Musically, the game is outstanding as well. Much like Origins before it, Legends makes use of various musical styles to ably fit each level, ranging from soothing to fist pumping to frantic. There were no tracks that I found disappointing, whether it be for normal levels or boss levels. This was especially important in the new Musical Stages. Here, you run, jump, and punch to the beat of the song, and being uncoordinated results in instant death. I can’t express how satisfying these were, and for me they were a true highlight of the game.
Another satisfying new feature in the game were the Invaded levels. These were essentially remixed time trials stages, throwing creatures and obstacles from one world of the game into another world. For example, you might play a level from World 1, Teensies in Trouble, but instead of facing the usual enemies, you’ll face Toads from Toad Story and lightning and missiles. These challenge stages are brutally hard and force you to be on your A game to succeed. To save all the Teensies, you’ll have to beat each stage in less than 40 seconds. Mind you, they are all littered with enemies, death defying drops and tons of obstacles to surmount. I took great joy in them, and have yet to beat some with the requisite time.
There are two aspects of the game I could not experience firsthand, and those were the online Weekly Challenges and the local multiplayer aspects of the game. As I don’t have access at home to anything besides dial up, I could not connect to the internet to try out these features. From what I understand, none of these are necessary to finish the game 100%, but regardless they offer some much needed replay value to the game. They also apparently allow bragging rights if you do especially well on an Invaded level, allowing players to post their best times online.
Now as much as I enjoyed Rayman Legends, there were a few areas that I feel it came up short. First, let’s discuss the heroes. While it is true that there are a large variety of heroes for you to unlock with your hard earned Lums, they are mostly color and design swaps of the same 4-5 characters. For example, there is Barbara, a red haired viking, and Twila, who is essentially a Goth color swap of Barbara with a bat winged helm. While I am fine with this, I have to admit it felt a bit lazy. I would have much preferred unlocking various costumes than a bunch of cloned hero characters with essentially the same gameplay mechanics.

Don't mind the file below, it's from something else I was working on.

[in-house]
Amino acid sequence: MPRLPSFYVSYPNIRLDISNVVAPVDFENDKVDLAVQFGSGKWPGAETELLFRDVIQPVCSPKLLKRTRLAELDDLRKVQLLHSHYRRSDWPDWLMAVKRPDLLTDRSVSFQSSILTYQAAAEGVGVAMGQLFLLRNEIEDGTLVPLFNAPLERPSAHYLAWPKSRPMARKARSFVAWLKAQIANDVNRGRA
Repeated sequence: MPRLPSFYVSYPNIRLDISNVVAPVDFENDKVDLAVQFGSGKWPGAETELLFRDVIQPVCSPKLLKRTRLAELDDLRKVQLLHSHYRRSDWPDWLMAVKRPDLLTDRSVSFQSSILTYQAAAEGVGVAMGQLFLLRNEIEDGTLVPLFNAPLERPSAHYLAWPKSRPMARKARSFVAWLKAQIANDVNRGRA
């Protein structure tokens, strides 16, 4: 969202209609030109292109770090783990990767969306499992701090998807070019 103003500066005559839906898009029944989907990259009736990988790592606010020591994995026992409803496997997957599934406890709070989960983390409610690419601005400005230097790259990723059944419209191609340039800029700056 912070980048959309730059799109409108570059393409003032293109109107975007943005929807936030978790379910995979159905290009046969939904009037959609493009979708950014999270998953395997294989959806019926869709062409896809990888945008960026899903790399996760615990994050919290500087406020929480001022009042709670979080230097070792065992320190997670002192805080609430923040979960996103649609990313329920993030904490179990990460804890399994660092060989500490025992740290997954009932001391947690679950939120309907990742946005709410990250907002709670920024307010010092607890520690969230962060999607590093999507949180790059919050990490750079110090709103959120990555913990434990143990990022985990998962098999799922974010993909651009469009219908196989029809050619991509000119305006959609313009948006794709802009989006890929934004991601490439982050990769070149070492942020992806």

Another feature that bothered me with Legends was length. Don’t misunderstand me, there is a lot of replay value in the game. But as far as the main story mode goes, you can beat it in about 6 hours. After this, you are prompted to unlock the final World by acquiring 400 Teensies, and there is a final boss to unlock for a whopping 700, but I feel that the main story was too short. Origins easily took a couple of hours longer to beat its Story mode, and still had a ton of stuff to unlock. Which brings me to my next complaint – the rehash levels. There is a world called Back to Origins, which is essentially 95% of the levels from the previous game. You unlock new worlds in Back to Origins by collecting Lucky Tickets, which are acquired by getting certain high quantities in each level. The Teensies you gather contribute to your overall score, and you can fight all the old bosses again. My problem is, I already did all this when I first played through Origins. While this would no doubt be a welcome feature for those who never played the Wii classic, for those who did it just feels like a lazy add on. I would have preferred a slew of new levels instead. It also irritated me that the Back To Origins levels were toned down difficulty wise from the original game. This was made evident to me when I beat one of the Treasure Chest chase sequences in 15 minutes that had taken me a couple of hours in the original game.
Overall, I found Legends to be much easier than Origins. Maybe it’s because I’m an old school platforming nut, and my opinions should be taken with a grain of salt. But I was anticipating Legends being more difficult than Origins, not easier and shorter. Which isn’t to say Rayman Legends is a cakewalk, just that it was noticeably easier. However, I don’t want to give everyone the impression that the game was horrible. That’s simply not the case. In fact, I rather enjoyed my time with the game, and have yet to unlock some 200 or so Teensies. It is possible, though unlikely, that my opinion will change after I have had a chance to fight the hidden boss, and beaten all the stages fully. Until then, though, I can only base my review on my experience prior to playing the game. For those who enjoy platforming, Rayman Legends is a great choice. Especially since it is easier than it’s brother, Rayman Origins. But for those who like their platformers to be tough as nails and brutal, perhaps hold off on your legendary expectations until Ubisoft announces another game.
Review copy provided by reviewer for the Wii U version.
platformerRayman LegendsRayman OriginsUbisoft